B.C. is changing the formula of methadone that’s prescribed for recovering heroin addicts.
The new formula that will be provided effective Feb. 1 is called Methadose and is a liquid pre-mixed at a concentration 10 times stronger than the old one, which arrived at pharmacies as a powder to be mixed into an orange-flavoured drink.
Health ministry officials say it will offer safer, more consistent treatment, but issued a bulletin Monday cautioning people on methadone maintenance therapy to be aware of the dosage change and ensure they drink only one tenth as much of the new formula.
Posters about the new stronger cherry-flavoured formula are also going up in some areas.
“We’re saying ‘Think before you drink,'” said Mykle Ludvigsen of the College of Pharmacists of B.C. “There are a lot of advantages to moving in this direction.”
Because the new formula is pre-mixed, health officials expect to reduce errors and the risk of overdose from manual mixing.
He said there’s been extensive training of pharmacists ahead of the change.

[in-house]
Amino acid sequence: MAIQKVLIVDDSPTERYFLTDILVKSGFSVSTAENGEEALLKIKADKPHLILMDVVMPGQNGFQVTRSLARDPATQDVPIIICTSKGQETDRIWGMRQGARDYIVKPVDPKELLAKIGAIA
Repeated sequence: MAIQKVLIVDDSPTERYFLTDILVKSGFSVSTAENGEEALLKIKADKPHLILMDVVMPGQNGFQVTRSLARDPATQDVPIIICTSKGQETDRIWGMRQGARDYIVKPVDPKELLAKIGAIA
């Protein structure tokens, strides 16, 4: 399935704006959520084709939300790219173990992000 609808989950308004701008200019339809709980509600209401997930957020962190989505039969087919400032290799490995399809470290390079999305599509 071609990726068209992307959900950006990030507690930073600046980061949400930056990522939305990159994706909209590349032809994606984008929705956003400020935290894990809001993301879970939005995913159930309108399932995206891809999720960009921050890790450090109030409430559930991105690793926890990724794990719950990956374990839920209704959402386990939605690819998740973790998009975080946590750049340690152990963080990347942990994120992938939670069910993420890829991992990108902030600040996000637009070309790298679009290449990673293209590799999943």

Ann Livingstone of the Vancouver Area Network of Drug Users (VANDU) said she suspects the change aims to stop some pharmacies from watering down the methadone they dispense and skimming off a bit of the powdered drug to sell separately.
“It can’t be monkeyed around with,” she said of Methadose. “But because it’s 10 times more concentrated it can be very dangerous if people are even one millilitre out [on their dosage].”
Ludvigsen said he couldn’t comment on that claim.
Some patients were believed to be abusing the old methadone by boiling it down to inject.
Ludvigsen said the college has been assured that Methadose is “much harder to abuse intravenously.”